MCCRARY, O. J., (orally.) This is an action for damages by .. father, who seeks to recover from the railroad company by leason of negligence in cau81llg the death of a minor son. fhere is a demurrer to the petiti<>n. '£he supremo court have decided in a recent 0088 that there .a.n be no 8uoh rocovery in the absence of a 8tatute. The demuner will be BUBtained.
(Oircuil Court, D. New
BANKRUPTcy-ASSIGNEE-AOTION BY, TO VACATE CONVEYANCE.-In aD action by an assignee in bankruptcy to vacate a conveyance made by the bankrupt as being in fraud of creditors, the burden of proof is upon him to prove such fraud clearly and decisively. SAME-SAME-SAME-SUFFICIENCY OF EVIDENCE.-Evidence in this case held insufficient, as against the sworn answers of defendants, to show a conveyance made by a bankrupt to have been in fraud of creditors. ACTION TO VACATE CONVEYANCE-RELIEF DENIED.-Prayer that one of defendants be required to pay amount of a certain note to complainant as assignee, and that the other defendant be required to surrender the same to complainant, denied; it appearing that the holder of such note was dead, and the maker thereof had a valid set-off to the same, and U had been adjusted between the parties. 5AME-PARTIEs.-In an action by an assignee in bankruptcy to set aside a conveyance made by the bankrupt upon the ground the sarno ia fraudulent as to creditors, the bankrupt is not a proper party.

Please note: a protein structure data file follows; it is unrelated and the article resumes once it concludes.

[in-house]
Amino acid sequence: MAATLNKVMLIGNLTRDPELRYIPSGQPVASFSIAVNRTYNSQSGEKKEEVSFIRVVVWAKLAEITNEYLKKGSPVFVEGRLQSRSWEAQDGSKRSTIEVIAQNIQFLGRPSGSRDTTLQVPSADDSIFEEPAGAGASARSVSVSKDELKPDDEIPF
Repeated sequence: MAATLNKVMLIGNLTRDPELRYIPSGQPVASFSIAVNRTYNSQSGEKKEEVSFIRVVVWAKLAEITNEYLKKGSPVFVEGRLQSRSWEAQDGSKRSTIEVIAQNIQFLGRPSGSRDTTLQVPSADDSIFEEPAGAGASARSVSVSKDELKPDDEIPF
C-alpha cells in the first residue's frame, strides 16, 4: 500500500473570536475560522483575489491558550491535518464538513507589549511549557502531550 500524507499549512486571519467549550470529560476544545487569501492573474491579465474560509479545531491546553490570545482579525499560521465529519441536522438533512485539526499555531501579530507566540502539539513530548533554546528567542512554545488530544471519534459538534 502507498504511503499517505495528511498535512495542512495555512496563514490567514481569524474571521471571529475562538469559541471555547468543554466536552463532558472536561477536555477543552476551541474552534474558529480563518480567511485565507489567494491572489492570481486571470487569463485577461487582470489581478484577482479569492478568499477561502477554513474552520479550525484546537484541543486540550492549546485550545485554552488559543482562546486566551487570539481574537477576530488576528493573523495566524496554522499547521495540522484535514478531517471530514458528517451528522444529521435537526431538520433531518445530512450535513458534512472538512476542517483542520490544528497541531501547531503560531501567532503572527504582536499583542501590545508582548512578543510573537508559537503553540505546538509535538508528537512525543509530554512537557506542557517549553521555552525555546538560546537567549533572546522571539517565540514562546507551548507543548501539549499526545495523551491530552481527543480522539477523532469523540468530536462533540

H. Heywood and H. S. Clark, for complainants. Ra.y, Drew &; Heywood, for defendants.
CLARK, D. J. On the seventeenth day of October, 1873, Horatio N. Allen was seized of certain lots of land in the town of Stratford, in the county of Coos, in the state of New Hampshire. On that day, by deed of warranty, he conveyed these lots of land to Willis Wilder, of Bethlehem, in the state of Naw Hampshire, and Richard H. Wilder, of Guildhall, in tha state
BENTON V. ALLEN.